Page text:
It's been severely hot and dry this summer, not just here in Kansas, but all over the mid and western US. The lack of water has taken its toll: lawns are yellow, trees are already losing their leaves, and crops are quickly going to waste. It's times like these when you realize our immense dependence on water and how much we take that dependence for granted.
It's also amazing how much difference a year can make. About this time last year, we were visiting my hometown in Wyoming. The winter of 2010-2011 had produced record snow packs in some areas and, although winters in Wyoming are already tough, the vast amount of snow was a welcome site to a state suffering about 10-12 years of drought conditions. As we drove across the state creeks and rivers were flowing out of their banks. We drove into the Snowy Mountain range west of Laramie (Highway 130 - a beautiful drive!) and there were still 6-8 foot walls of snow and ice lining the road in several areas. In fact, I wanted to show my wife and kids the Sugarloaf area where my friends and I often hiked and fly-fished during college and we couldn't even turn off the road because it was drifted in with snow.
But that was last year. We just returned a week ago from our annual trip for this year and the landscape was a 180 degree change. Dry, hazy (fires in several regions including some of my old stomping grounds), and hardly anything was green. So, it was a great surprise when we rolled into Green River and saw that the actual Green River was flowing quite nicely at a much higher water level than I expected. It was probably the only flowing body of water we saw on the entire trip that didn't look like it was a couple months away from drying up completely.
One of our first nights back in town, we took the kids and drove down to the Scott's Bottom area of the river on the southeast edge of town. The city has done an amazing job constructing a greenbelt system that spans a good deal of the river and now extends from the middle of town all the way to the Scott's Bottom (aka FMC Park) area. We were all anxious to stretch our legs a bit after the 2-day drive from Kansas and there's no better way than strolling along The Green.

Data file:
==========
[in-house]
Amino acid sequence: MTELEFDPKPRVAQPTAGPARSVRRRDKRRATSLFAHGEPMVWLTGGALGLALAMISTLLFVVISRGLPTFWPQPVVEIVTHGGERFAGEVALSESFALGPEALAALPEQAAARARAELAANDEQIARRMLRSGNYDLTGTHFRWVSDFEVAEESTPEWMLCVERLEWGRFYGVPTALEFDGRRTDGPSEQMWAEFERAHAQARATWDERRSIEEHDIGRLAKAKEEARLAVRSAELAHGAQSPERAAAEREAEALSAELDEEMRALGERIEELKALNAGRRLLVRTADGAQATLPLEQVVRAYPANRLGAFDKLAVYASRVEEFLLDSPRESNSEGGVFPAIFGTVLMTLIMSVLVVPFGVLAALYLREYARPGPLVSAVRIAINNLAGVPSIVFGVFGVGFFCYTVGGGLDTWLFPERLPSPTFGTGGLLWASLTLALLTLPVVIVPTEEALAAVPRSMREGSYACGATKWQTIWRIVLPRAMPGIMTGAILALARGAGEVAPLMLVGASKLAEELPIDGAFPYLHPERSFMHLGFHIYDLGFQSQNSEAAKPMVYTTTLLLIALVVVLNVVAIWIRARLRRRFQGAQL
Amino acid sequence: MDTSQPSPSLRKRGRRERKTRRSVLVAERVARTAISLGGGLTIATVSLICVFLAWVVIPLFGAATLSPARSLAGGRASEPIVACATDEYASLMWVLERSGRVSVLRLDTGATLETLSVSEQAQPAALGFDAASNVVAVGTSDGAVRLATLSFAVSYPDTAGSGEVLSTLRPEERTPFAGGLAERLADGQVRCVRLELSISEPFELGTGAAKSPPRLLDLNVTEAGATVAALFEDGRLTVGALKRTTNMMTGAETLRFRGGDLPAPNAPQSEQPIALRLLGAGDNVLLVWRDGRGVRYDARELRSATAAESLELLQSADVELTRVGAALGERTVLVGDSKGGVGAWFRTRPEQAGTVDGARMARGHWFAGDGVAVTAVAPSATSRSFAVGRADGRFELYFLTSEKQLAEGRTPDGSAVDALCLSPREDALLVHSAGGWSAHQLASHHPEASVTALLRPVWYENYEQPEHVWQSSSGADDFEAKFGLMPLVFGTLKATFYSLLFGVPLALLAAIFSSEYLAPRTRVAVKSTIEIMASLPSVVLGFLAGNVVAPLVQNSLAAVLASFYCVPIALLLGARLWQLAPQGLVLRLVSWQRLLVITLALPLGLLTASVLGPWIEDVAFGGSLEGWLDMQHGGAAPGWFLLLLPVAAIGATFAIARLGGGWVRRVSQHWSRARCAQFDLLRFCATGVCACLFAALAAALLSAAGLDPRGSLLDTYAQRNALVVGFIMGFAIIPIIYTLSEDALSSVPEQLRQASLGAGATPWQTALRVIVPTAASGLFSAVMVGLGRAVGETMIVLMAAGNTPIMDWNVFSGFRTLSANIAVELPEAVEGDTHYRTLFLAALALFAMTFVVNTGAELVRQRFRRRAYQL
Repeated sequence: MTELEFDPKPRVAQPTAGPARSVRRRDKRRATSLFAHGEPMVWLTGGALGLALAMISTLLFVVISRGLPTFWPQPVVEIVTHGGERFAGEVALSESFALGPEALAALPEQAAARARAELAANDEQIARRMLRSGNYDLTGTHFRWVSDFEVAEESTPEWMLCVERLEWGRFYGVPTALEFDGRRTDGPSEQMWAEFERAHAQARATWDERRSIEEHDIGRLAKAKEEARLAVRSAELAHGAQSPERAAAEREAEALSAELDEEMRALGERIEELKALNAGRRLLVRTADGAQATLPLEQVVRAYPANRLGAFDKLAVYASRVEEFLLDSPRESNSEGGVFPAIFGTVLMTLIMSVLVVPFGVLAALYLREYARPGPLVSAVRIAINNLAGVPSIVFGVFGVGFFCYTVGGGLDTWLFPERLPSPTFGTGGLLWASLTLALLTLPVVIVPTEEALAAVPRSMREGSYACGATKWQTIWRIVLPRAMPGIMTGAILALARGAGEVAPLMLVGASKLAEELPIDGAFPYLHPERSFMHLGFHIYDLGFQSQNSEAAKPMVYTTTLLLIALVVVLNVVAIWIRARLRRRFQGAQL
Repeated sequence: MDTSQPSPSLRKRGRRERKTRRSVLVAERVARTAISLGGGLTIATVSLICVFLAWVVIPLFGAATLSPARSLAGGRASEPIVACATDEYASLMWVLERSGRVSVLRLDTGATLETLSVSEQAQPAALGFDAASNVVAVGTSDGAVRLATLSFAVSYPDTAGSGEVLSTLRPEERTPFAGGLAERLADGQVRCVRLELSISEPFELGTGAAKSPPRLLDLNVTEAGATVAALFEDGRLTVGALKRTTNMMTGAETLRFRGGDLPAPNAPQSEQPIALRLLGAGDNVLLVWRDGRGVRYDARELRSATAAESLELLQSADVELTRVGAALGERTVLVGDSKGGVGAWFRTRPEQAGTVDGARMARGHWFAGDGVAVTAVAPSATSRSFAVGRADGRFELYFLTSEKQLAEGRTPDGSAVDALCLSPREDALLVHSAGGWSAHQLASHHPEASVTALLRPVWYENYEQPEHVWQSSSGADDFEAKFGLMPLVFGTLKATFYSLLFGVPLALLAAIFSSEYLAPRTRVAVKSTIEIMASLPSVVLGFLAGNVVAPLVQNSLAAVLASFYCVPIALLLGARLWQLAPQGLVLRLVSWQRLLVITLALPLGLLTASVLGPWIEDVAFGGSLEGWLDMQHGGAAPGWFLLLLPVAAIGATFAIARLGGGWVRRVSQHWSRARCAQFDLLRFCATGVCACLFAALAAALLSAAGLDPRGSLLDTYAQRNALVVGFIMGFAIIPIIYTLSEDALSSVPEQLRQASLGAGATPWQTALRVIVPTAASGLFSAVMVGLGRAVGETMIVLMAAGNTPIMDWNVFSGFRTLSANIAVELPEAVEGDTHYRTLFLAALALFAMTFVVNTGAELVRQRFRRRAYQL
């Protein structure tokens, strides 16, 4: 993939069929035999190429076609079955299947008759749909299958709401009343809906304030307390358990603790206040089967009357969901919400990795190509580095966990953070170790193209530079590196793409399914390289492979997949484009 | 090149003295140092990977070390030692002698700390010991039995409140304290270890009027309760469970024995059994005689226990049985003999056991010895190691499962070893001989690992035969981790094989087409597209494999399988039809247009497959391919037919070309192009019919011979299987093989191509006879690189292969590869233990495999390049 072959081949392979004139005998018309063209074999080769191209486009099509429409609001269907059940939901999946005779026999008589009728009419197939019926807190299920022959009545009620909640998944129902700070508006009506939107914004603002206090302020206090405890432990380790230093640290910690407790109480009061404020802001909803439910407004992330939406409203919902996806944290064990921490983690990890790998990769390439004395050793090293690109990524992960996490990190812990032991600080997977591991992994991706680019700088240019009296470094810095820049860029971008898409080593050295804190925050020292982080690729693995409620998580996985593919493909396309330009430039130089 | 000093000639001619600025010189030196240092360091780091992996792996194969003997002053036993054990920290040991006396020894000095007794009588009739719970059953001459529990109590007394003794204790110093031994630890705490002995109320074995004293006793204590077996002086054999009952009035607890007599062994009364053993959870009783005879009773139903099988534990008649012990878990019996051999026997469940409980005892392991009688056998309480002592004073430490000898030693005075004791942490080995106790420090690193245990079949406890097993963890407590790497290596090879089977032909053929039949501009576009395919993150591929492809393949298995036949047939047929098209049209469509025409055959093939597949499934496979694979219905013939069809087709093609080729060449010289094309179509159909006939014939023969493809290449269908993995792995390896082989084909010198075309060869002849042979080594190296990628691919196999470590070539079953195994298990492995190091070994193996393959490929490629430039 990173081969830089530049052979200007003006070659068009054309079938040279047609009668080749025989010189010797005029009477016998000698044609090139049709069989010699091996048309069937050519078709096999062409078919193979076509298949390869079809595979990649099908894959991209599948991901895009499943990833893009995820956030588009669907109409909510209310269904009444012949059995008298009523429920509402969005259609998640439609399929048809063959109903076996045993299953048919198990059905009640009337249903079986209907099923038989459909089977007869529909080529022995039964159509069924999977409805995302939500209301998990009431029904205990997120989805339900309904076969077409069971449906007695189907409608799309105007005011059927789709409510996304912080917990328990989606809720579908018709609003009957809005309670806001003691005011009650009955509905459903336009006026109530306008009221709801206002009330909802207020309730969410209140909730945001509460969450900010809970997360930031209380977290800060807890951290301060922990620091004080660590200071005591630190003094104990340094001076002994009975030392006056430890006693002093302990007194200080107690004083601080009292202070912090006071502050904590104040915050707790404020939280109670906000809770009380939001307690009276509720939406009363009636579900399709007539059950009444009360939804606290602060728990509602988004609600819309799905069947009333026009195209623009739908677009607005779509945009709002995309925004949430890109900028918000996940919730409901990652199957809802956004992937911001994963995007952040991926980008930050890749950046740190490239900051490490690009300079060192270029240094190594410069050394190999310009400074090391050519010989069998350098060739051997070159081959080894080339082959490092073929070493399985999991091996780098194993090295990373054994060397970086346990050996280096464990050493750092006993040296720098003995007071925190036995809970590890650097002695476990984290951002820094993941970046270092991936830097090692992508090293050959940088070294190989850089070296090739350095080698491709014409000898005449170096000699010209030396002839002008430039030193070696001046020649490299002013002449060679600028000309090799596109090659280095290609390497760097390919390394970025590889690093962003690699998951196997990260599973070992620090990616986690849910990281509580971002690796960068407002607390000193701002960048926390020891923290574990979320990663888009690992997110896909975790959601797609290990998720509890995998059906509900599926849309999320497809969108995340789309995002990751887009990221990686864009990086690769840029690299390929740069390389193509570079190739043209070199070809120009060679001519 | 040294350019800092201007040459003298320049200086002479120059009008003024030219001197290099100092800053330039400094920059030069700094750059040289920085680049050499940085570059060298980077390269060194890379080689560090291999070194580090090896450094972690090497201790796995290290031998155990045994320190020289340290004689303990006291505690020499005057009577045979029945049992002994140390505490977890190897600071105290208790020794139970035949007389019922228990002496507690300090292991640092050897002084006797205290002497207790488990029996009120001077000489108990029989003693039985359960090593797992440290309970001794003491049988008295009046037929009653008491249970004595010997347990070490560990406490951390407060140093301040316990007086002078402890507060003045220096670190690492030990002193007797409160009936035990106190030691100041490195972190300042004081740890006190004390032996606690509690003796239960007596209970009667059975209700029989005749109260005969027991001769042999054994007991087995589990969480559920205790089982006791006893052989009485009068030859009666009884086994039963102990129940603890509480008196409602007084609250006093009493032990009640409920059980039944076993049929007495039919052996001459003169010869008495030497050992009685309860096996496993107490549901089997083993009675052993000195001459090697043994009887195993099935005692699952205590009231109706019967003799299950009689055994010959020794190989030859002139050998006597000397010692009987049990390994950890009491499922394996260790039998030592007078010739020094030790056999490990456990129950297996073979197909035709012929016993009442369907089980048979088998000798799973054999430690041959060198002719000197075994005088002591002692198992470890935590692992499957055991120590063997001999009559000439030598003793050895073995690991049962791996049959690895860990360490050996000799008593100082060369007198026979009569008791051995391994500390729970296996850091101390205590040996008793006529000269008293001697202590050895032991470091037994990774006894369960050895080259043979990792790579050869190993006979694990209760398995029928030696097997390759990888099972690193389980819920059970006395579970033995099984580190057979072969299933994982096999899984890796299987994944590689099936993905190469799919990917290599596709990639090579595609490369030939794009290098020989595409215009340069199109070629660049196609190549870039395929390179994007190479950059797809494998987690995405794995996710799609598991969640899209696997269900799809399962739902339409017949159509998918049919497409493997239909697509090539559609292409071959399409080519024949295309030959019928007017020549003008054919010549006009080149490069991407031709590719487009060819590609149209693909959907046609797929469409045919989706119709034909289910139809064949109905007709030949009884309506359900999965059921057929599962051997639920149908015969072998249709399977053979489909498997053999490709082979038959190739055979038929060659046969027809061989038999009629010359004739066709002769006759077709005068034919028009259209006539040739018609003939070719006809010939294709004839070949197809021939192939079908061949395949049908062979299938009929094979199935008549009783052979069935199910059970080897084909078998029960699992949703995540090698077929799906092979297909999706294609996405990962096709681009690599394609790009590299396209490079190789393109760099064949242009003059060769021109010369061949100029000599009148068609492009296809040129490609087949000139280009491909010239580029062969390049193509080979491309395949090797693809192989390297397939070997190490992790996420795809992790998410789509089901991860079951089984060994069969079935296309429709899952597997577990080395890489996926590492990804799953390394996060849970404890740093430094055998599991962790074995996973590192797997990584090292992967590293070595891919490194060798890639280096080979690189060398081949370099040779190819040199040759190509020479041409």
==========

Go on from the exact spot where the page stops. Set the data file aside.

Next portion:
It's an extremely beautiful river and I often forget how much I miss it. I couldn't help staring at it, reading its ripples and pools thinking, "There's probably a fish there....and there...and there." The area we walked is a thriving riparian habitat and my kids were quick to start pointing out the various birds and critters we saw. These riparian zones along the river stick out like sore thumbs, considering this area of Wyoming is mostly desert with not much more than sagebrush and dirt. I've always loved standing high on the hills surrounding the city and looking down on the contrast provided by the lush, green banks of the river. It truly is an integral part of the community and environment.
This photo shows the river and the hills that rise above her east of town. The light was just starting to come together and I stepped away from the family to frame the shot. I chose black and white to try highlighting the contrast I was seeing. The clouds were really starting to form nicely and I liked the shadow play they were causing upon the hills. I also liked how the clouds and some of the hill "faces" that were in light were complementing each other. Throw in the light that was lightly touching the grass in front of me and things came together well.